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Understanding Sunscreens: Everything You Need to Know

Before diving into sunscreen recommendations, it’s crucial to understand the types of sunscreens available. Sunscreen ingredients generally fall into two categories: physical (inorganic) and chemical (organic) sunscreens. Here’s a brief overview to help you choose the best sunscreen for your needs.

Types of Sunscreens: Physical vs. Chemical

Physical Sunscreens (Inorganic Sunscreens)

Physical sunscreens contain mineral ingredients like zinc oxide and titanium dioxide that sit on top of the skin and reflect UV rays. These sunscreens are effective immediately upon application and offer broad-spectrum protection against both UVA and UVB rays. They can last up to 8 hours, although this can vary depending on factors like sweating.


Immediate Effect: Works right after application.

Broad-Spectrum Protection: Shields against both UVA and UVB rays.

Low Irritation: Less likely to cause allergic reactions.


White Cast: Can leave a visible white residue on the skin.

Thick Texture: May feel heavy and difficult to spread.

sunscreen white cast
sunscreen white cast

Recent advancements in technology have reduced the white cast by using nano-sized particles (less than 100nm). However, there is still some debate about the safety of these nano-particles, although most research indicates they are safe.

Chemical Sunscreens (Organic Sunscreens)

Chemical sunscreens absorb UV rays and convert them into heat, which is then released from the skin. These sunscreens typically need 20-30 minutes after application to become effective as they need time to absorb into the skin.


No White Cast: Goes on clear and is easier to blend into the skin.

Lighter Texture: Often feels lighter and more cosmetically elegant.


Delayed Effect: Requires time to absorb and start working.

Potential Irritation: Can cause skin irritation and stinging, particularly around the eyes.

Environmental Concerns: Some ingredients, like oxybenzone, are known to harm coral reefs.

Common Ingredients in Chemical Sunscreens:

UVB Protection: Ethylhexyl methoxycinnamate (EHMC), Ethylhexyl salicylate (EHS)

UVA and UVB Protection: Octocrylene, Benzophenone-3 (oxybenzone), Bis-ethylhexyloxyphenol methoxyphenyl triazine (BEMT)

UVA Protection: Butyl methoxydibenzoylmethane (avobenzone)

Combining Physical and Chemical Sunscreens

Many modern sunscreens use a combination of both physical and chemical filters to achieve optimal protection. These hybrid sunscreens aim to leverage the benefits of both types while minimizing their downsides.

For example, a popular combination might include:

Ethylhexyl salicylate for UVB protection.

Zinc oxide for broad-spectrum protection including UVA.

Understanding SPF and PA Ratings

SPF (Sun Protection Factor)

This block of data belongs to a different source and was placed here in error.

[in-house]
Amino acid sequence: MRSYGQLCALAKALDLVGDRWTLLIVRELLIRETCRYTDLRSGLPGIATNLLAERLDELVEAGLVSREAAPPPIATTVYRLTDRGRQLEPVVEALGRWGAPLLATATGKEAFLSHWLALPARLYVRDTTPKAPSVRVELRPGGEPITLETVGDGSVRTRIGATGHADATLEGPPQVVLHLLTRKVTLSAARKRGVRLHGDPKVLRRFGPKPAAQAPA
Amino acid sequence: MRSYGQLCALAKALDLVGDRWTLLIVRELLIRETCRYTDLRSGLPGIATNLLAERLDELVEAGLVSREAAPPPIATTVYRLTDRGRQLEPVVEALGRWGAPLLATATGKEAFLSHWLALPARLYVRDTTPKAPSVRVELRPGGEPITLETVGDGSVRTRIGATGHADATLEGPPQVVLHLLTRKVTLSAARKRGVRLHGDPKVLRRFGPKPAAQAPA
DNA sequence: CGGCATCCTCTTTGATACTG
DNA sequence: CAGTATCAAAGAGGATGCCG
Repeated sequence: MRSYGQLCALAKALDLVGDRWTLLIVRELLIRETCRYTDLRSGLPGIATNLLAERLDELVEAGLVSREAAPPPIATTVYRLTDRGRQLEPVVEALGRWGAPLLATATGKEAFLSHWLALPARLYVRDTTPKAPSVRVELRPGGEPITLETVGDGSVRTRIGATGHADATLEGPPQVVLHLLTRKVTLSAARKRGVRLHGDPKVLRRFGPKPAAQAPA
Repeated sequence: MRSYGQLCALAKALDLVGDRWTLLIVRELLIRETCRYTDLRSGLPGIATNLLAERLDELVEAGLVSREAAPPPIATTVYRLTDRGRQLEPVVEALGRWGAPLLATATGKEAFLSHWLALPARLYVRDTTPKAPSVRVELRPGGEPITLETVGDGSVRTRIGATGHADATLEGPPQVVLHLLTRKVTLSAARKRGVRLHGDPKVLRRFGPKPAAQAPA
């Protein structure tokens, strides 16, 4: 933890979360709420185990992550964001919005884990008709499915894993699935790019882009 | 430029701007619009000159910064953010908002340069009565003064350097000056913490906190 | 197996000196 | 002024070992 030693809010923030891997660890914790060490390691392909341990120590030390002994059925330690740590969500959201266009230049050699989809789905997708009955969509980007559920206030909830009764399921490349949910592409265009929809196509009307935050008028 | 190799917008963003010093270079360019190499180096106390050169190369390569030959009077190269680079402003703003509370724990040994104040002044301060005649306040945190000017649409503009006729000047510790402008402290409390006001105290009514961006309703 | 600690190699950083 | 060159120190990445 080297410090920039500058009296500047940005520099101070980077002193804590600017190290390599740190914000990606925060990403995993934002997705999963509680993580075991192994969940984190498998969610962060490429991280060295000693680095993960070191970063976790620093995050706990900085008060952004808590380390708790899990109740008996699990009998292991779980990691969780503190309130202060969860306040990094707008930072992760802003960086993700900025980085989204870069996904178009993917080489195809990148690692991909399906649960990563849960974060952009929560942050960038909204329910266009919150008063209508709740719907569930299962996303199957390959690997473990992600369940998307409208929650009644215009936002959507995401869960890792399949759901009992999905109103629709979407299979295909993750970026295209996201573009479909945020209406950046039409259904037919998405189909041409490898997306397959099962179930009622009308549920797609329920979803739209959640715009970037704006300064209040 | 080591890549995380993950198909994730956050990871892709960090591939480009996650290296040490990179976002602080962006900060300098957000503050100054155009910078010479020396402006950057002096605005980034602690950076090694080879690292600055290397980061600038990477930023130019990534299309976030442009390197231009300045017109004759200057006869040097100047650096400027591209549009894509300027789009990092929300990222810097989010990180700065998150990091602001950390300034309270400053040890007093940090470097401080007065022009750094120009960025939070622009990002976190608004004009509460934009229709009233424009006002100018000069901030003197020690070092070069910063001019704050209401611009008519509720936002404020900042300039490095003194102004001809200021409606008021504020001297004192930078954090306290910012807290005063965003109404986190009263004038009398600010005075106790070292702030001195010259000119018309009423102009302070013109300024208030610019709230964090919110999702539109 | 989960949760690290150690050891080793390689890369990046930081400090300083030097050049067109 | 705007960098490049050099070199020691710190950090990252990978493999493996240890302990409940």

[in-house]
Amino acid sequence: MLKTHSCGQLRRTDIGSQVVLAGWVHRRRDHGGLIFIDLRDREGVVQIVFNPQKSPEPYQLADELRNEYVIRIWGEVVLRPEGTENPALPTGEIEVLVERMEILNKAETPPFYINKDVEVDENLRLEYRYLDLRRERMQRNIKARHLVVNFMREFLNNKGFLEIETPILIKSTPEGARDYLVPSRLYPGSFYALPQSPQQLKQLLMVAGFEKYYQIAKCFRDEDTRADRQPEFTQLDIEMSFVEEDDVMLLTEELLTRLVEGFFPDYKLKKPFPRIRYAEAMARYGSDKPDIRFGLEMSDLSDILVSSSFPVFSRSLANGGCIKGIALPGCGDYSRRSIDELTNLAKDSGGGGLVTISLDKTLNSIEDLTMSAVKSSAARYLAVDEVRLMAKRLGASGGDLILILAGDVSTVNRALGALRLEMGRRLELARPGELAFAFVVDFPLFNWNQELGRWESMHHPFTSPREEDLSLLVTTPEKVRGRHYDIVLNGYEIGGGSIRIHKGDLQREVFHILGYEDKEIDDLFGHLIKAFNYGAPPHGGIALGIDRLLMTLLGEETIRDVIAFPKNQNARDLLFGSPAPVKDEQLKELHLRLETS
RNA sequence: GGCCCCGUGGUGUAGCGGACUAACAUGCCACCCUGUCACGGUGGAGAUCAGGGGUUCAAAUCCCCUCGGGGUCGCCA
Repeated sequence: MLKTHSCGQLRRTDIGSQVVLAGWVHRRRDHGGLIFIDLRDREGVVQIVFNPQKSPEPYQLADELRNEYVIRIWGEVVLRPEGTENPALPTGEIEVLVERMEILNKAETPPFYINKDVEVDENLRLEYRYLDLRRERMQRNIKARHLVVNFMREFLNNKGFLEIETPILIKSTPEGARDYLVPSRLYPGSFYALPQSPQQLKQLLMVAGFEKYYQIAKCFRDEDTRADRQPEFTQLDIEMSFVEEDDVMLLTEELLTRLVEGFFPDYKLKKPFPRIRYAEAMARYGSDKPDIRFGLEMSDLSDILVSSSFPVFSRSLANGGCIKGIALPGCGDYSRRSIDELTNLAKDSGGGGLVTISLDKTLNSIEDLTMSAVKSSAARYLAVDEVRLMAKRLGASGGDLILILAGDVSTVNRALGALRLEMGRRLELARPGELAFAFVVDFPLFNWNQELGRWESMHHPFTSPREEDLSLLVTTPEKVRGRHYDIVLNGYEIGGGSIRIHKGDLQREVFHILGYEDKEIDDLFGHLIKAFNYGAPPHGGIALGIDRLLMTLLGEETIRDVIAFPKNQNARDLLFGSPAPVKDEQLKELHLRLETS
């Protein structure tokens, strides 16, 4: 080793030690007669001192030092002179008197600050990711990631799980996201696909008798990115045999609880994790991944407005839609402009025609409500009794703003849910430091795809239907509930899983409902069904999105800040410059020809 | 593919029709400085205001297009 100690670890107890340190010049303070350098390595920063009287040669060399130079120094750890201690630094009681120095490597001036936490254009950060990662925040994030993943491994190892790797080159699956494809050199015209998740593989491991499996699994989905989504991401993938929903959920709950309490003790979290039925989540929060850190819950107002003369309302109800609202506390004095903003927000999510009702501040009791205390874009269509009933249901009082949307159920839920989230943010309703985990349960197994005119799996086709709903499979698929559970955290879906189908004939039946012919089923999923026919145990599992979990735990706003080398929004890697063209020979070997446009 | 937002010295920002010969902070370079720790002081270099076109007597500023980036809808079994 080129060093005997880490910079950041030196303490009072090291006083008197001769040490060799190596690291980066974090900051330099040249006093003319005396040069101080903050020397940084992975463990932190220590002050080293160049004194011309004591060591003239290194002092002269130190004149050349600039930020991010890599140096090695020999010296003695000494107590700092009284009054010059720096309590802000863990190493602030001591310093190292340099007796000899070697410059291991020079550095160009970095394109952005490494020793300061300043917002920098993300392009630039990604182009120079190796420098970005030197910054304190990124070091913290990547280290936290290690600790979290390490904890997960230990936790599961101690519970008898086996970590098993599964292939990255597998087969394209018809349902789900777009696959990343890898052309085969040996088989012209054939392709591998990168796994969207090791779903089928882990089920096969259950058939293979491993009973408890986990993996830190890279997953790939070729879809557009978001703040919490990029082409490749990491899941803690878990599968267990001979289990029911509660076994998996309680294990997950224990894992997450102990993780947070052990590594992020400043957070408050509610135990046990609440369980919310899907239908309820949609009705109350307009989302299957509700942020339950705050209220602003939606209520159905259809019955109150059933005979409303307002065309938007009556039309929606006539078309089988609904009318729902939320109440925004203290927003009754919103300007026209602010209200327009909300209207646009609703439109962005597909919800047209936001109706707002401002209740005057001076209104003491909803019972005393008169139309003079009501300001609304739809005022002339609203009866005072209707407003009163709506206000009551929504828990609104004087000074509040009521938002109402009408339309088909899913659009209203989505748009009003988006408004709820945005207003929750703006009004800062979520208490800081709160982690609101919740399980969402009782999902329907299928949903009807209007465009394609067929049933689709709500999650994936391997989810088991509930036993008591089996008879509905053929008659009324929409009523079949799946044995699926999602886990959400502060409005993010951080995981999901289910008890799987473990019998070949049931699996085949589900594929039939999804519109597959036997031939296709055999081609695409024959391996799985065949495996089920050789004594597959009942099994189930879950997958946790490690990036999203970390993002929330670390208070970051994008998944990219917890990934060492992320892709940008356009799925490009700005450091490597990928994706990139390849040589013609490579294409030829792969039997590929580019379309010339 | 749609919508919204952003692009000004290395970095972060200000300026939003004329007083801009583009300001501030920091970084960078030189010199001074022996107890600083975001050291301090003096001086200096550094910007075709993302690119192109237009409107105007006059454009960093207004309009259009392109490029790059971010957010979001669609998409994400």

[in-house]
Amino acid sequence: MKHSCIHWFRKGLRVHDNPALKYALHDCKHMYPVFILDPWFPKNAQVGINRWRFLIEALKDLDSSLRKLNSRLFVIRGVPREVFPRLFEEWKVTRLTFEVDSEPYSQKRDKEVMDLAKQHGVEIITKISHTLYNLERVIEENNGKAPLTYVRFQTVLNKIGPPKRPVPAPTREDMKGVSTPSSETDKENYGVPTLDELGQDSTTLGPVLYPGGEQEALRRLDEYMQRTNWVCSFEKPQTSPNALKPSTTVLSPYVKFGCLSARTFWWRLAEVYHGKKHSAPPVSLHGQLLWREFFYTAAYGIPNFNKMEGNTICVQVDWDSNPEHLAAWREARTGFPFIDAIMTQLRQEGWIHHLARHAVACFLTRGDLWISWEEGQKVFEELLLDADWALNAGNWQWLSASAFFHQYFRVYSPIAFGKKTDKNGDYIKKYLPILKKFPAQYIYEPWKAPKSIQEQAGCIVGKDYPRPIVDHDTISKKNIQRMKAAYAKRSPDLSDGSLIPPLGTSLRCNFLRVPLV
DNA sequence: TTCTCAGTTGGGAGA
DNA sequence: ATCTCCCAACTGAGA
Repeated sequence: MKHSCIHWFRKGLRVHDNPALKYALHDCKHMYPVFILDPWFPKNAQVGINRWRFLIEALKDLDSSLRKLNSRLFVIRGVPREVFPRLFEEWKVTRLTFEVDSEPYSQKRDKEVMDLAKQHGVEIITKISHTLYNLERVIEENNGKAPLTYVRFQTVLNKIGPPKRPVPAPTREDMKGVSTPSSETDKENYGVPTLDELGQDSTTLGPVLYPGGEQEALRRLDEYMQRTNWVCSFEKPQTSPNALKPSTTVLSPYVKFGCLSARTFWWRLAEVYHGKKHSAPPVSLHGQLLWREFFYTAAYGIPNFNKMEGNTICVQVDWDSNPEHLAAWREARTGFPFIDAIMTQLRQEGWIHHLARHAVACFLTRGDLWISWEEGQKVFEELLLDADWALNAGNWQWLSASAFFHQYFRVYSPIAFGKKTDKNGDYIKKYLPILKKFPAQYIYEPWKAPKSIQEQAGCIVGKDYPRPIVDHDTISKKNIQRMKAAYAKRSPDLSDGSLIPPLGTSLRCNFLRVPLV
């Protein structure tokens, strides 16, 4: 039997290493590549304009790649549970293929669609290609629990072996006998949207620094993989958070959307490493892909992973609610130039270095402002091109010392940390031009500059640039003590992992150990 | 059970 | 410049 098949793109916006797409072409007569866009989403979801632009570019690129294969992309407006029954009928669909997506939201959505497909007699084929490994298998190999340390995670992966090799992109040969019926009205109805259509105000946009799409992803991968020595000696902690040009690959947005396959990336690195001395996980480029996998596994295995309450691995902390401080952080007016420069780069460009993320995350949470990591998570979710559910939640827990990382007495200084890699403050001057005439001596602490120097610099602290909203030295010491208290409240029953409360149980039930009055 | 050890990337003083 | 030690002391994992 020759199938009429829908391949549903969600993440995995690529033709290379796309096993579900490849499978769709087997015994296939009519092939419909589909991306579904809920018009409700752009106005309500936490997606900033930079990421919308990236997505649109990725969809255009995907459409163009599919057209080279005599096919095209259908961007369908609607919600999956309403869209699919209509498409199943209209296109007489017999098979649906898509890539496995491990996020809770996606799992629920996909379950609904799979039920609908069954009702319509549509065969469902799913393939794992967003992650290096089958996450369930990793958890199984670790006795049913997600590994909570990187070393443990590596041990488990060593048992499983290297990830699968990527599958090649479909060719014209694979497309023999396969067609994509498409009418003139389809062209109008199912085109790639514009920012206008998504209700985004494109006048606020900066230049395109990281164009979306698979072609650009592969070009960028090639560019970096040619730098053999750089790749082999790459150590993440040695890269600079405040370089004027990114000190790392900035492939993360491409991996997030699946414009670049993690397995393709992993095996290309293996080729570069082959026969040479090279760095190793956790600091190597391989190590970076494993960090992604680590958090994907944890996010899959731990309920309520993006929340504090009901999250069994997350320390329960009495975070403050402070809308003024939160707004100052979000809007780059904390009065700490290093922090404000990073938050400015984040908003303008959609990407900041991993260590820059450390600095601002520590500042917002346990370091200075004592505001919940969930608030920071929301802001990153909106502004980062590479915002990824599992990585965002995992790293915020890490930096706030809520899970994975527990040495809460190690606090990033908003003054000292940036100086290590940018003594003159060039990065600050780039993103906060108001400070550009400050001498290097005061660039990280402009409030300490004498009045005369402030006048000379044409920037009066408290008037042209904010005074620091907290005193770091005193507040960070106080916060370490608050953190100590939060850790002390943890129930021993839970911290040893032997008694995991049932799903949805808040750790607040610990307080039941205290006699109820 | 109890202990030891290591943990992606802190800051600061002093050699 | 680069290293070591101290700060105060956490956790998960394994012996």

SPF measures the level of protection a sunscreen provides against UVB rays, which are the main cause of sunburn. The SPF number indicates how much longer it will take for your skin to burn compared to not using any sunscreen. For example, if you use an SPF 30 sunscreen, it means you can stay in the sun 30 times longer without burning than you could without sunscreen. However, SPF does not measure protection against UVA rays.

Common SPF Ratings:

SPF 15: Blocks about 93% of UVB rays.

SPF 30: Blocks about 97% of UVB rays.

SPF 50: Blocks about 98% of UVB rays.

SPF 100: Blocks about 99% of UVB rays.

While higher SPF offers slightly more protection, no sunscreen can block 100% of UVB rays, and SPF 30 is generally considered sufficient for most daily activities.

PA (Protection Grade of UVA)

PA is a rating system developed in Japan that measures the level of protection against UVA rays, which penetrate deeper into the skin and contribute to aging and long-term skin damage. The PA system uses a “+” grading to indicate the level of protection.

PA Ratings:

PA+: Some UVA protection.

PA++: Moderate UVA protection.

PA+++: High UVA protection.

PA++++: Very high UVA protection.

When choosing a sunscreen, it’s essential to consider both SPF and PA ratings to ensure comprehensive protection against both UVB and UVA rays.

How to Choose the Right Sunscreen

Choosing the right sunscreen depends on your skin type, lifestyle, and personal preferences. Here are some tips:

1. Sensitive Skin: Opt for physical sunscreens as they are less likely to cause irritation.

2. Oily Skin: Look for non-comedogenic sunscreens that won’t clog pores.

3. Dry Skin: Choose sunscreens with added moisturizers to keep your skin hydrated.

4. Active Lifestyle: Water-resistant formulas are ideal for those who swim or sweat a lot.

Conclusion: Next Pangaea - Your Go-To for Quality Sunscreens

Next Pangaea specializes in producing high-quality sunscreens tailored to your needs. Whether you prefer physical, chemical, or hybrid sunscreens, we have the expertise to deliver products that protect your skin effectively while meeting the highest safety standards.

Explore our range of sunscreens today and stay protected under the sun!

Note: Unfortunately, due to OTC non-registration, our best formulations cannot be exported to the United States.

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